Is there proof that your hand sanitizer is effective?

APPLICATION NOTE

By Haleigh Bauer and Chris Perry

INTRODUCTION

Hand sanitizer gels contain multiple ingredients with ethanol or isopropanol as the primary active ingredient for antiseptic purposes. Hand sanitizer gels that are alcohol based have a recommended alcohol concentration of 60-95% to be considered effective.1 Currently, shortages on hand sanitizer products have pushed companies who normally do not manufacture hand sanitizer products to start production. In order to ensure hand sanitizer products are being produced properly, the proper analytical tools for product investigation are necessary. Eurofins EAG Materials Science is equipped with the necessary tools and techniques to examine hand sanitizer gel products for their primary ingredients by Gas Chromatography with Mass Spectrometry (GC/MS) and Fourier Transform Infrared Spectroscopy (FT-IR). This note demonstrates the abilities that Eurofins EAG has to quickly and accurately screen hand sanitizer products to ensure these types of products meet the requirements for effectiveness.

DISCUSSION

In this study, the objective was to screen five commercial hand sanitizer gels for their main ingredients by GC/MS and FT-IR. A list of the ingredients commonly found in hand sanitizers is shown in the table below.

Each common inactive ingredient in hand sanitizer gels serves a specific purpose. Water acts as a solvent and is necessary to allow the active ingredient alcohol to penetrate bacterial cells in order to kill them. Glycerin and propylene glycol are humectants to help prevent the loss of moisture in the skin. Isopropyl myristate is an emollient. Along with Vitamin E acetate, isopropyl myristate helps smooth skin. Carbomer is a thickening agent that causes the gel-like texture in hand sanitizers, and triethanolamine functions as a pH adjuster as well as promoting emulsification.

Two types of screening methods by GC/MS were utilized: 1) a volatile screening method for ingredients like ethanol, isopropanol and propylene glycol (see Figure 1) and 2) a semi-volatile screening method for ingredients like glycerin, Vitamin E acetate, and isopropyl myristate (see Figure 2).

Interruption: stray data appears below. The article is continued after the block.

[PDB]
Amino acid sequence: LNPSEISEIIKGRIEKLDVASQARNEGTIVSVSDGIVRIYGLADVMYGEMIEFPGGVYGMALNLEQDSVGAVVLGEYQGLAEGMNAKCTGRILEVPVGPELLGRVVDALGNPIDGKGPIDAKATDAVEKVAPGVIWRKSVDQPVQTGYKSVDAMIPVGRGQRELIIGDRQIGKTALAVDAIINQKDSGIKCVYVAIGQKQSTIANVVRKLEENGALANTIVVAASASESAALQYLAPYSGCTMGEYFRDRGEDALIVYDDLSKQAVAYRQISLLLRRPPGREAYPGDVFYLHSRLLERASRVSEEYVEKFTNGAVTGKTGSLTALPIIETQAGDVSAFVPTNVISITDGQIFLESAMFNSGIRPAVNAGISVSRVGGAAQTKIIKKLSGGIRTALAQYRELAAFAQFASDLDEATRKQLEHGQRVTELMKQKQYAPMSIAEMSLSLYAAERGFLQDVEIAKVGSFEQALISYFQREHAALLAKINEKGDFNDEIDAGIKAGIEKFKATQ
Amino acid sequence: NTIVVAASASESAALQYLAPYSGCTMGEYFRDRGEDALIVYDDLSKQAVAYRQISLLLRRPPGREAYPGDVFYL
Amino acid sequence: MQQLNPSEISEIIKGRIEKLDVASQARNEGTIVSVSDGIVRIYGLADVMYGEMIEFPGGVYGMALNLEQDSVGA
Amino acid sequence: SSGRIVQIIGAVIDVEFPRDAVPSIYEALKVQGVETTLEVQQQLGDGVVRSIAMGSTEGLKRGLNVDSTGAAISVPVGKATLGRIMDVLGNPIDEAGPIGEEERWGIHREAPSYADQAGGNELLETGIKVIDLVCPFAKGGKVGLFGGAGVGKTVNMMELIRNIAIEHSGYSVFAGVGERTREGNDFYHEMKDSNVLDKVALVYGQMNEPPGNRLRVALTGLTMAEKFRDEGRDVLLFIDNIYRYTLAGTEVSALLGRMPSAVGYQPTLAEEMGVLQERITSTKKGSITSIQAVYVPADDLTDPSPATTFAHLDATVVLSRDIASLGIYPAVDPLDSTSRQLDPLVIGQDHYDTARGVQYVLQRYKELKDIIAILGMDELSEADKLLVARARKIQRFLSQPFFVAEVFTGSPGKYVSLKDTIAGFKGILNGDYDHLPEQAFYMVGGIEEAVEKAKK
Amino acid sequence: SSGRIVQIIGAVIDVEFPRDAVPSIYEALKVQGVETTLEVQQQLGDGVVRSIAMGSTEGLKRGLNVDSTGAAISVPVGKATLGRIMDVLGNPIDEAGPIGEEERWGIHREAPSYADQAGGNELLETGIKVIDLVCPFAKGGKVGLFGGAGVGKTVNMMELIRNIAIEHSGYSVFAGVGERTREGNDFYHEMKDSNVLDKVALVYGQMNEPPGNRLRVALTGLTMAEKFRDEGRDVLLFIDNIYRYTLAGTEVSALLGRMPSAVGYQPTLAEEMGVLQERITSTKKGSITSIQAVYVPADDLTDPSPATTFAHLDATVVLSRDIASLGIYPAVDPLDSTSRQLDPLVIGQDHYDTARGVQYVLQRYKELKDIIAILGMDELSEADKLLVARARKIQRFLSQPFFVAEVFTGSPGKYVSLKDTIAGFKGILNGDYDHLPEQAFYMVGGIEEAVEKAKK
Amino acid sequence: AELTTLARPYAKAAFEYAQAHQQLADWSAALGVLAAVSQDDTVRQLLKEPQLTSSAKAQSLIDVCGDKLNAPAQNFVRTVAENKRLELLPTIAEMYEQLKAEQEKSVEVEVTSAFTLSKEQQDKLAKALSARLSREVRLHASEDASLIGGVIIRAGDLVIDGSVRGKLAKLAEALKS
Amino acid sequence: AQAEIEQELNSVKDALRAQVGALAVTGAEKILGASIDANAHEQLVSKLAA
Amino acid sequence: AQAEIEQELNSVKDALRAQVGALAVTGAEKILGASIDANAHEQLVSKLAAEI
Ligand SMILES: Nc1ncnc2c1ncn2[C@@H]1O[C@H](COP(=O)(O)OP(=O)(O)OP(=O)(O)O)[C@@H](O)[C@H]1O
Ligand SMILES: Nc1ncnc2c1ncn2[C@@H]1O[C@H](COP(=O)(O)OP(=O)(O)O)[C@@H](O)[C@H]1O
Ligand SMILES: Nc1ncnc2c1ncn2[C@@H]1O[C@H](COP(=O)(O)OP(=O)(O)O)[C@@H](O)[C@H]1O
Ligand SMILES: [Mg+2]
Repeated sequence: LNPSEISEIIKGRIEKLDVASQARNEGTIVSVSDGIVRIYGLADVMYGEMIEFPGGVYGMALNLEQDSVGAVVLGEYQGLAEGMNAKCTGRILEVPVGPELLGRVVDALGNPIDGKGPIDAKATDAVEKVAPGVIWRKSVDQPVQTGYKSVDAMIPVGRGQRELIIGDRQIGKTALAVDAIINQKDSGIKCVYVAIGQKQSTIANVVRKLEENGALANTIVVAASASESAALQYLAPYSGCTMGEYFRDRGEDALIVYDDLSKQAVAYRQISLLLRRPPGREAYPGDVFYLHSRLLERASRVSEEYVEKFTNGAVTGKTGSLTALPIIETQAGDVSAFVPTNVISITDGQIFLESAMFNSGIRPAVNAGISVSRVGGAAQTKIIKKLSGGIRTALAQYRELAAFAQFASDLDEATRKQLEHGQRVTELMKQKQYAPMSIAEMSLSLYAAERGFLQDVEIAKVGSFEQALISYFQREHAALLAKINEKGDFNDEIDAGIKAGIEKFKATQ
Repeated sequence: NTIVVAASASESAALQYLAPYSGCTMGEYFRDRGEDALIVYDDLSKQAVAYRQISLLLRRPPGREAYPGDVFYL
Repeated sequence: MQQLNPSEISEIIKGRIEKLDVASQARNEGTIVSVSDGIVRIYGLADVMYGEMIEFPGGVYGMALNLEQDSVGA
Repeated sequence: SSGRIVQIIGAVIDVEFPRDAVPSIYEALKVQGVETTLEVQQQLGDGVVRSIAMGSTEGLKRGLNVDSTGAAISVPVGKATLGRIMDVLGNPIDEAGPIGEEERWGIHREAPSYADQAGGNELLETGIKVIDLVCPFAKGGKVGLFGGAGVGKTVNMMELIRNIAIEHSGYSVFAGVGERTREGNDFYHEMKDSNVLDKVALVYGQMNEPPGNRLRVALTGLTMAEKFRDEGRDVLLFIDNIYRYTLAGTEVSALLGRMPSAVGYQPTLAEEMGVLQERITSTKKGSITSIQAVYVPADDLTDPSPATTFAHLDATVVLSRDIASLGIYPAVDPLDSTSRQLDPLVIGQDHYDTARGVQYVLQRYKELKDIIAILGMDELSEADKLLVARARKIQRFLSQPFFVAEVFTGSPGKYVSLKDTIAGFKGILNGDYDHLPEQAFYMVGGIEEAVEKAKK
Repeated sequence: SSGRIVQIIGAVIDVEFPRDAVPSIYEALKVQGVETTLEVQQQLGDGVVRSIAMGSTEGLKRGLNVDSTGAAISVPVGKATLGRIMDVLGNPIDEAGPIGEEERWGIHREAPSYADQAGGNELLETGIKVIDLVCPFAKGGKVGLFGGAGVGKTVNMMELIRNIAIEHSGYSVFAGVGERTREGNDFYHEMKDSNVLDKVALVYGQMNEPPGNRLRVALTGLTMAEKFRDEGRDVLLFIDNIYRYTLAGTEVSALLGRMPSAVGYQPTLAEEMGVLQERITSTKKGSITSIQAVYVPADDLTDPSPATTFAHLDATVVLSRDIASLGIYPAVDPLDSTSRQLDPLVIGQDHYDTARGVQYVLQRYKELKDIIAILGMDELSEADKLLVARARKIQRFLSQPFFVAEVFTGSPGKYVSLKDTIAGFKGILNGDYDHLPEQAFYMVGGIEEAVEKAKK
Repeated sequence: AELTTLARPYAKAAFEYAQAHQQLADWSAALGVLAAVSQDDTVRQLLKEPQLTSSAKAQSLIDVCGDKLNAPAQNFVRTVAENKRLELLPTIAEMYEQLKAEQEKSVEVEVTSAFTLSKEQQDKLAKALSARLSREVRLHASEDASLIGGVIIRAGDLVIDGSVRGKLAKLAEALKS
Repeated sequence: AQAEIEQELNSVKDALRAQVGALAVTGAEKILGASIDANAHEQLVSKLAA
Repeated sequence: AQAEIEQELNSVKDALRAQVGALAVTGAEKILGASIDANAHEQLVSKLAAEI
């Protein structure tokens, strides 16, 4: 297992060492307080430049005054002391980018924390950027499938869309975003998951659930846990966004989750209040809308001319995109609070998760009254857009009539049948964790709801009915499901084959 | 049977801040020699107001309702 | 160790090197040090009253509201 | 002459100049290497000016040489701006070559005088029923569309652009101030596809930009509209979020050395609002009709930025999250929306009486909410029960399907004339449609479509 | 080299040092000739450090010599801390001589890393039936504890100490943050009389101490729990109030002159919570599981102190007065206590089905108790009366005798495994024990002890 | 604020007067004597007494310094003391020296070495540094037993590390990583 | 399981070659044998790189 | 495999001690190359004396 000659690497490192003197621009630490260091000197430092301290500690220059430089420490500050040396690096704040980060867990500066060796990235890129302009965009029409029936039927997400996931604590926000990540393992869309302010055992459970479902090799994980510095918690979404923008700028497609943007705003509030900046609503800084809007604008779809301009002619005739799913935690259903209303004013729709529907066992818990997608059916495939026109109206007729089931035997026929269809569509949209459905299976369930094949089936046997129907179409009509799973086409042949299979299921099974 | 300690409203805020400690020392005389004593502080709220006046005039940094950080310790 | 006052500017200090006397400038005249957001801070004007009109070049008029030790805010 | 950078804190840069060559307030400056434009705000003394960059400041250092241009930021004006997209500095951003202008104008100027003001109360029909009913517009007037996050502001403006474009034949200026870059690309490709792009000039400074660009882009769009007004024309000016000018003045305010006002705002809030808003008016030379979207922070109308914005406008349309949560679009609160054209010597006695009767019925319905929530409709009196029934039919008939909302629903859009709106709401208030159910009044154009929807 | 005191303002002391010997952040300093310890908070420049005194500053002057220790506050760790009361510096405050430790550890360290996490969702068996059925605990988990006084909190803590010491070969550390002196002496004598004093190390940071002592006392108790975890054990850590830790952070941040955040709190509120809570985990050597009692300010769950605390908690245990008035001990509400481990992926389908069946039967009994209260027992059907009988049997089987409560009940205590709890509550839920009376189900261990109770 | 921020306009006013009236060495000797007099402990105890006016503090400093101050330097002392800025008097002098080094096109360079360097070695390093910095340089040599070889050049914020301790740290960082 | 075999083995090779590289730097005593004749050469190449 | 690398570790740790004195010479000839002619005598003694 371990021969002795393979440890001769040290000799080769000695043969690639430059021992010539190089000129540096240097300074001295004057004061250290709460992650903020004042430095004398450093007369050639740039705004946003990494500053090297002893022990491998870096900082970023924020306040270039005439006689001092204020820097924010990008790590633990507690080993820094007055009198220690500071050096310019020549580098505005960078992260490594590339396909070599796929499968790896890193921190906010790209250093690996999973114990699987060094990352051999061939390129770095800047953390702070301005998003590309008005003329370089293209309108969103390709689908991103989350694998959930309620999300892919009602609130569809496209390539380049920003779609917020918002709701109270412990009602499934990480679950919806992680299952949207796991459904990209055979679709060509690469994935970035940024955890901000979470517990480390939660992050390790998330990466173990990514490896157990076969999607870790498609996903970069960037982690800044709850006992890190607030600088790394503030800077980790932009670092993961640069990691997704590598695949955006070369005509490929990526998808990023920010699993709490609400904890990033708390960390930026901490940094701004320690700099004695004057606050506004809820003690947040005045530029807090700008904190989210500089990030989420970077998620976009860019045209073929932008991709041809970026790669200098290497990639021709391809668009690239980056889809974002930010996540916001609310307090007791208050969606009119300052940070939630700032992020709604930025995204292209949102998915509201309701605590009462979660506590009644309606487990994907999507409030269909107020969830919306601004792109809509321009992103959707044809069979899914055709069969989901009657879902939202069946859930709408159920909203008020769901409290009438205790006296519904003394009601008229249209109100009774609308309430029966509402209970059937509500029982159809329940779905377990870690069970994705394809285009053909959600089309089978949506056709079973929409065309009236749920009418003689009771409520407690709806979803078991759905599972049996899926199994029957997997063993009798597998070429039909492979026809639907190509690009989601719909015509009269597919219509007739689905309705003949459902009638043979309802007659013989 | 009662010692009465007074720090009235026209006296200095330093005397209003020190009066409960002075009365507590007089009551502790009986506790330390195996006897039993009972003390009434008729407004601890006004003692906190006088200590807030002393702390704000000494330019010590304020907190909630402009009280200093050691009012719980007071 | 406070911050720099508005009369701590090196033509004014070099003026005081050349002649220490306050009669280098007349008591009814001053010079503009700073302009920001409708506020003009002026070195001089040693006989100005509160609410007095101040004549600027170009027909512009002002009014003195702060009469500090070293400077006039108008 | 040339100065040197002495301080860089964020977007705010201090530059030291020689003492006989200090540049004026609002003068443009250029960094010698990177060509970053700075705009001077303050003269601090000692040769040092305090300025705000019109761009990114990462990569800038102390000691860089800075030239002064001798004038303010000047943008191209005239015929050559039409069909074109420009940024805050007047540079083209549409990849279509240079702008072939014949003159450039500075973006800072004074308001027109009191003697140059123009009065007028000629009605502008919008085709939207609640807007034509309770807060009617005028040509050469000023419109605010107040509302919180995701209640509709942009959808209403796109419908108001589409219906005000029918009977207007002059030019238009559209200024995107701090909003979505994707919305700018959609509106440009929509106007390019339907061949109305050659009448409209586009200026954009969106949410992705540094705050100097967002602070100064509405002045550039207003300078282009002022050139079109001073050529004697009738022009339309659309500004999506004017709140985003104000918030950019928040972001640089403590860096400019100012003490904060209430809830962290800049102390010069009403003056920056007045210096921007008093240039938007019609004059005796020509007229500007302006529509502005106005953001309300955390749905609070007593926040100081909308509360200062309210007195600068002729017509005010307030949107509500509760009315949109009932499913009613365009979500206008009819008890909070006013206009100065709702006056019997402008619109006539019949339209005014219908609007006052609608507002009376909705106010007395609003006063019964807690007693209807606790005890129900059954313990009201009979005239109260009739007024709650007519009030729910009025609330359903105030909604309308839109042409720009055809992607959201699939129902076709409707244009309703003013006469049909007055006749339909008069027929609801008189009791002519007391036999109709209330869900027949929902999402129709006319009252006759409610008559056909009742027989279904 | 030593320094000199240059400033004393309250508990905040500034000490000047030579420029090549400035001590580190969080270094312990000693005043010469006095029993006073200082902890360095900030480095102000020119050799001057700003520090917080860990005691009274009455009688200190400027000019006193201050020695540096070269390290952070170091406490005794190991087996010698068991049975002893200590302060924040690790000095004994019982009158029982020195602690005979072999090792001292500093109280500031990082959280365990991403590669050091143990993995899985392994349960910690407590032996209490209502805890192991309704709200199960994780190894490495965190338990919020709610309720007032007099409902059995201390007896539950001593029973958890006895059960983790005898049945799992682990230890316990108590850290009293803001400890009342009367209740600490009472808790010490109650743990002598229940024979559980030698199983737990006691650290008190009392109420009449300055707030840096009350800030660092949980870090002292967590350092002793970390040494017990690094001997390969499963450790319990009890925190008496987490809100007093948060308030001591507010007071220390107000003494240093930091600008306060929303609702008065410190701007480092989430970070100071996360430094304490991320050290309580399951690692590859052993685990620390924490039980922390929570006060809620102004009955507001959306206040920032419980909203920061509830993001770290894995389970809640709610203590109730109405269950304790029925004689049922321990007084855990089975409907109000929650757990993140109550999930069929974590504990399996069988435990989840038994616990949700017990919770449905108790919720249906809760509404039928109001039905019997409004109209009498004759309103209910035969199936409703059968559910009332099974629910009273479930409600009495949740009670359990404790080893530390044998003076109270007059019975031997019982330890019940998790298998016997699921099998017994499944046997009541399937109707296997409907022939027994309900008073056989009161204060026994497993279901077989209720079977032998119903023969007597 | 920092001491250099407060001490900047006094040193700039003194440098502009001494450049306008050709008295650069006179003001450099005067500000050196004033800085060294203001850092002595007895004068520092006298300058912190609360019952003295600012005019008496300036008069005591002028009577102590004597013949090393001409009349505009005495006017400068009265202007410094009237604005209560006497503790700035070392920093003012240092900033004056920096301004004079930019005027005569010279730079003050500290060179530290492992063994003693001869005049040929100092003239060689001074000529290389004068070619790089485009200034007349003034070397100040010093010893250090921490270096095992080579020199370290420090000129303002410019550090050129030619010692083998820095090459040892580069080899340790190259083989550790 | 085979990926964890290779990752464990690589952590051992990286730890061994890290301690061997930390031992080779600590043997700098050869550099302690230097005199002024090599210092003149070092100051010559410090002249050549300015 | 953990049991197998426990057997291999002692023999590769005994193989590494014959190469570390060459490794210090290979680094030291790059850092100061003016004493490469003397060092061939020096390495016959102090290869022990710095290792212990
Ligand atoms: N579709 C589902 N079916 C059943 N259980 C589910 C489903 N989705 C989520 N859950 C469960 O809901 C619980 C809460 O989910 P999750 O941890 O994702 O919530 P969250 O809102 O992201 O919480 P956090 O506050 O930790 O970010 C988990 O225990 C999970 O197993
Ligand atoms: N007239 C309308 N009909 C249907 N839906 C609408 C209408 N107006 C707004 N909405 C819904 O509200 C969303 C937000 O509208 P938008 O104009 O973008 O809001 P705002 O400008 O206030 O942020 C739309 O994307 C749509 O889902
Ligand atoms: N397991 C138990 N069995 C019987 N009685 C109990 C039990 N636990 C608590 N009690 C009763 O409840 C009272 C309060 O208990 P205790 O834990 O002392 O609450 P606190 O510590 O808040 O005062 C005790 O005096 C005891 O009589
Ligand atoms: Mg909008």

Additionally, besides qualitatively screening the samples, the ethanol and isopropanol content was quantified in all five of the samples by Gas Chromatography with Flame Ionization Detection (GC/FID) using analytical reference standards for calibration. For the ethanol quantitation, Product D was fortified with a known amount of ethanol to assess accuracy and the spike recovery was observed to be 101%.

Not every ingredient in hand sanitizer gels can be analyzed by GC/MS. To elucidate the polymeric portion of hand sanitizer gels (i.e. carbomer or polyacrylic acid), a customized series of solvent extractions was performed to isolate the carbomer followed by FT-IR to confirm its presence. Figure 3 shows stacked FT-IR spectrum of Product E (red trace) and a carbomer standard (purple trace).

Additionally, besides an FT-IR screen of Product E for carbomer, the carbomer content in this product was gravimetrically determined. Table 4 below summarizes these results.

SUMMARY

In summary, many ingredients in hand sanitizer gel products can be identified through the combined techniques of GC/MS and FT-IR. Additionally the levels of ethanol, isopropanol, and carbomer can be determined in these products. Accurately identifying and quantifying the main ingredients in hand sanitizer gels is critical for production when there is high demand for these products. Eurofins EAG has considerable experience in identifying ingredients in a variety of different hand sanitizer gel products to confirm the product label claim as well as determining whether these types of products meet the requirements for effectiveness.

REFERENCES

  1. Reynolds, S. A., Levy, F., & Walker, E. S. (2006). Hand sanitizer alert. Emerging infectious diseases, 12(3), 527–529. https://doi.org/10.3201/eid1203.050955

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